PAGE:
II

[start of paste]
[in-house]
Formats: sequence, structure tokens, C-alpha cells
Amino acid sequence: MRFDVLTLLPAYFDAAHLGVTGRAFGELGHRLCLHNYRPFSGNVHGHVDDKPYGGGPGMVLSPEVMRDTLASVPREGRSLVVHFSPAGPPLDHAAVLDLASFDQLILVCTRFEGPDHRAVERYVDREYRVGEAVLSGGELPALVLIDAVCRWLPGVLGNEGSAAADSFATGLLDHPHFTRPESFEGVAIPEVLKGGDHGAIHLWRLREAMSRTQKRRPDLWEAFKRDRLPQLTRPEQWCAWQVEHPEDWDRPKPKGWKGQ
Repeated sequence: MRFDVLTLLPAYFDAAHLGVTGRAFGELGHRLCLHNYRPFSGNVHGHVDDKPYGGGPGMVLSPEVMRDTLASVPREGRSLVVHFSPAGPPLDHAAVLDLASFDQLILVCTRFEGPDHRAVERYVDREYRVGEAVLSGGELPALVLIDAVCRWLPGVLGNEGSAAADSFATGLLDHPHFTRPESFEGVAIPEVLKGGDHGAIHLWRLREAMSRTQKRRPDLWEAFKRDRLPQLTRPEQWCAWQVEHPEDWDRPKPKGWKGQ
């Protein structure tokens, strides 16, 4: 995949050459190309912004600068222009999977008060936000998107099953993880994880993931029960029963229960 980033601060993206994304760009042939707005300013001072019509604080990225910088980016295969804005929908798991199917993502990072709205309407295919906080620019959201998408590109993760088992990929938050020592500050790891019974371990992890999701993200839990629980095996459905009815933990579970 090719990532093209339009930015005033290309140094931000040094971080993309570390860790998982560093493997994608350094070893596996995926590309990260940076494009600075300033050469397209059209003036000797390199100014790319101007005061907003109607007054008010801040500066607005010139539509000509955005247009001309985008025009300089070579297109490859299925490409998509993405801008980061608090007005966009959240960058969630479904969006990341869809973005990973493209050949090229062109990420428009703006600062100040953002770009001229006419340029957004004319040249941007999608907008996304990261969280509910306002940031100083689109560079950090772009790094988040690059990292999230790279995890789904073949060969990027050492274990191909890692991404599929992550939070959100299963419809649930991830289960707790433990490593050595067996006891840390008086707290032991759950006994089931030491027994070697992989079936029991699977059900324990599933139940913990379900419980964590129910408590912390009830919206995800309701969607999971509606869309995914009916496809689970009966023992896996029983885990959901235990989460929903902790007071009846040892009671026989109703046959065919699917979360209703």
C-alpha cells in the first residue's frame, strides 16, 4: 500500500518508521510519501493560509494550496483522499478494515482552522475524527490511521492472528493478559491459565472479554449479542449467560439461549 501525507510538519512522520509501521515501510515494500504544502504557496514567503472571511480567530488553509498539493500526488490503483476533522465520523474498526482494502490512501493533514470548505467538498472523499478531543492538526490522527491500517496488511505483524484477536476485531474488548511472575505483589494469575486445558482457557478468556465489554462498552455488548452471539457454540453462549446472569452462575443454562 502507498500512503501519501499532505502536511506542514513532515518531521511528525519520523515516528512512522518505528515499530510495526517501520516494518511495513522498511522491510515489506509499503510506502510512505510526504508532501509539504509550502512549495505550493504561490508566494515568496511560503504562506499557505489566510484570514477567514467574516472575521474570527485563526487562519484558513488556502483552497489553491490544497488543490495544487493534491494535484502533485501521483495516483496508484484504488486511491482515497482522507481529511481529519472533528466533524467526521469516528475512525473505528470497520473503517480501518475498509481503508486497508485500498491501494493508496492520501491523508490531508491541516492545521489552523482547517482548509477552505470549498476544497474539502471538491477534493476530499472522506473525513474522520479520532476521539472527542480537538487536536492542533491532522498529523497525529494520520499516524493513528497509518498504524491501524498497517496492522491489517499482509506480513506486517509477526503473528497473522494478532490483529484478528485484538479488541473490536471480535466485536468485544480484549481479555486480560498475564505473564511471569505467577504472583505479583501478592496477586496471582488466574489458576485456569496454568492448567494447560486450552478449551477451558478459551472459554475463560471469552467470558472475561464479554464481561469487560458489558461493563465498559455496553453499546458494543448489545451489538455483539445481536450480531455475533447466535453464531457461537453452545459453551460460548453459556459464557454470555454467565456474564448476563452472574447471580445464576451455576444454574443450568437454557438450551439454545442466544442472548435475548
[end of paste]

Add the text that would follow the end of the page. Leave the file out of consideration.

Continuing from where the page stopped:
Foolish people who can’t see beyond their noses imagine that the police administration of Philadelphia this week has had a quarrel with Emma Goldman. That is a mistake. The fight is not O’Leary and so forth versus Goldman and so forth. The fight is O’Leary and so forth versus the State of Pennsylvania and so forth. The fight is not between law and anarchy but between lawlessness and the Constitution. And the conformist today is not the police administration but the woman whom that administration has assailed. If the club of the policeman is right then the traditions of the State of Pennsylvania are wrong. Yes, then the Constitution of the State is wrong. Tuesday night there was a victor and there was a victim. The victor was Chaos and the victim was the State of Pennsylvania. Every time a policeman’s club was raised on Tuesday night it landed on the sacred body of the law it pretended to protect. Nothing happened that night to injure Emma Goldman. Everything happened that night to hurt the State of Pennsylvania. All the spiritual honors of that night went to Emma Goldman. No club ever beat down or destroyed an idea. If an idea is false no institution can save it. If an idea is true no physical force, however formidable and impressive, can harm or destroy it.